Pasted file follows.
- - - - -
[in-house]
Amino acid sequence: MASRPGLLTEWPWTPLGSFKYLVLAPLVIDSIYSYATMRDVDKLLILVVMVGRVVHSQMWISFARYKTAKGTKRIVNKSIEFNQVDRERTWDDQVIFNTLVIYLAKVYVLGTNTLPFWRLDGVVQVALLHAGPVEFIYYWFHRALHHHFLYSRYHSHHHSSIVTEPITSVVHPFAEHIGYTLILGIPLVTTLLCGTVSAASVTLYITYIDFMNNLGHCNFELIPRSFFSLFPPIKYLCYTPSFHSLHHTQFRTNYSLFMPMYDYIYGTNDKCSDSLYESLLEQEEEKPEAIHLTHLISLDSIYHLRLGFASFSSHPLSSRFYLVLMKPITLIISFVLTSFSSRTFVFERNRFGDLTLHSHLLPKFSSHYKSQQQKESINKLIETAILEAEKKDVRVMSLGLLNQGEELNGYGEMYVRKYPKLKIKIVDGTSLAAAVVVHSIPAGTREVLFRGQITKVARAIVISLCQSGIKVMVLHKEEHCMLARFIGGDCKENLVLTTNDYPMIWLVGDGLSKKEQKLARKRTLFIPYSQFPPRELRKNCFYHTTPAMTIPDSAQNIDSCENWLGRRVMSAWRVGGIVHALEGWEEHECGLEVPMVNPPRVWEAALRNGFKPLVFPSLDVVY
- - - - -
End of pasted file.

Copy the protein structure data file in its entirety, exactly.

[in-house]
Amino acid sequence: MASRPGLLTEWPWTPLGSFKYLVLAPLVIDSIYSYATMRDVDKLLILVVMVGRVVHSQMWISFARYKTAKGTKRIVNKSIEFNQVDRERTWDDQVIFNTLVIYLAKVYVLGTNTLPFWRLDGVVQVALLHAGPVEFIYYWFHRALHHHFLYSRYHSHHHSSIVTEPITSVVHPFAEHIGYTLILGIPLVTTLLCGTVSAASVTLYITYIDFMNNLGHCNFELIPRSFFSLFPPIKYLCYTPSFHSLHHTQFRTNYSLFMPMYDYIYGTNDKCSDSLYESLLEQEEEKPEAIHLTHLISLDSIYHLRLGFASFSSHPLSSRFYLVLMKPITLIISFVLTSFSSRTFVFERNRFGDLTLHSHLLPKFSSHYKSQQQKESINKLIETAILEAEKKDVRVMSLGLLNQGEELNGYGEMYVRKYPKLKIKIVDGTSLAAAVVVHSIPAGTREVLFRGQITKVARAIVISLCQSGIKVMVLHKEEHCMLARFIGGDCKENLVLTTNDYPMIWLVGDGLSKKEQKLARKRTLFIPYSQFPPRELRKNCFYHTTPAMTIPDSAQNIDSCENWLGRRVMSAWRVGGIVHALEGWEEHECGLEVPMVNPPRVWEAALRNGFKPLVFPSLDVVY